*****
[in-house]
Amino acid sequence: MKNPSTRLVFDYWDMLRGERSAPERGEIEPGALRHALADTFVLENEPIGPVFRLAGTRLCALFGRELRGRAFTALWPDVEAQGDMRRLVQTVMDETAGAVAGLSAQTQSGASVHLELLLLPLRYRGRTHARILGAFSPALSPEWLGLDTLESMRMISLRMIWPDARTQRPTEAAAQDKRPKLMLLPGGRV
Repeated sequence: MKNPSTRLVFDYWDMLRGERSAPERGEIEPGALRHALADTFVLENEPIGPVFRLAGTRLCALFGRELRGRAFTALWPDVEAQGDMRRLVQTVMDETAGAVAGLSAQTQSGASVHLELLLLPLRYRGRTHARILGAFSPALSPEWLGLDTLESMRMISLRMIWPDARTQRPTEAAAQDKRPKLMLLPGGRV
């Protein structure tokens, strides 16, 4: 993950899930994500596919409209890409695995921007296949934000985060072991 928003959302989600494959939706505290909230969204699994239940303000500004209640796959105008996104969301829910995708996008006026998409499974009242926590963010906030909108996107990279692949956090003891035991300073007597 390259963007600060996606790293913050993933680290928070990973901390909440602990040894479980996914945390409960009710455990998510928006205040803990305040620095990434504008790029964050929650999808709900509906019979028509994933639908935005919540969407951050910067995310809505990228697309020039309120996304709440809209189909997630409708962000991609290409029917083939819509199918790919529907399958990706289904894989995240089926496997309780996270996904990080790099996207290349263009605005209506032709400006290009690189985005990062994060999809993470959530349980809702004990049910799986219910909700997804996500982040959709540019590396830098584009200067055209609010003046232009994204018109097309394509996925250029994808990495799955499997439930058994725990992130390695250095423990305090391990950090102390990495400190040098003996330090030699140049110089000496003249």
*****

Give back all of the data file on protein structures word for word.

[in-house]
Amino acid sequence: MKNPSTRLVFDYWDMLRGERSAPERGEIEPGALRHALADTFVLENEPIGPVFRLAGTRLCALFGRELRGRAFTALWPDVEAQGDMRRLVQTVMDETAGAVAGLSAQTQSGASVHLELLLLPLRYRGRTHARILGAFSPALSPEWLGLDTLESMRMISLRMIWPDARTQRPTEAAAQDKRPKLMLLPGGRV
Repeated sequence: MKNPSTRLVFDYWDMLRGERSAPERGEIEPGALRHALADTFVLENEPIGPVFRLAGTRLCALFGRELRGRAFTALWPDVEAQGDMRRLVQTVMDETAGAVAGLSAQTQSGASVHLELLLLPLRYRGRTHARILGAFSPALSPEWLGLDTLESMRMISLRMIWPDARTQRPTEAAAQDKRPKLMLLPGGRV
């Protein structure tokens, strides 16, 4: 993950899930994500596919409209890409695995921007296949934000985060072991 928003959302989600494959939706505290909230969204699994239940303000500004209640796959105008996104969301829910995708996008006026998409499974009242926590963010906030909108996107990279692949956090003891035991300073007597 390259963007600060996606790293913050993933680290928070990973901390909440602990040894479980996914945390409960009710455990998510928006205040803990305040620095990434504008790029964050929650999808709900509906019979028509994933639908935005919540969407951050910067995310809505990228697309020039309120996304709440809209189909997630409708962000991609290409029917083939819509199918790919529907399958990706289904894989995240089926496997309780996270996904990080790099996207290349263009605005209506032709400006290009690189985005990062994060999809993470959530349980809702004990049910799986219910909700997804996500982040959709540019590396830098584009200067055209609010003046232009994204018109097309394509996925250029994808990495799955499997439930058994725990992130390695250095423990305090391990950090102390990495400190040098003996330090030699140049110089000496003249």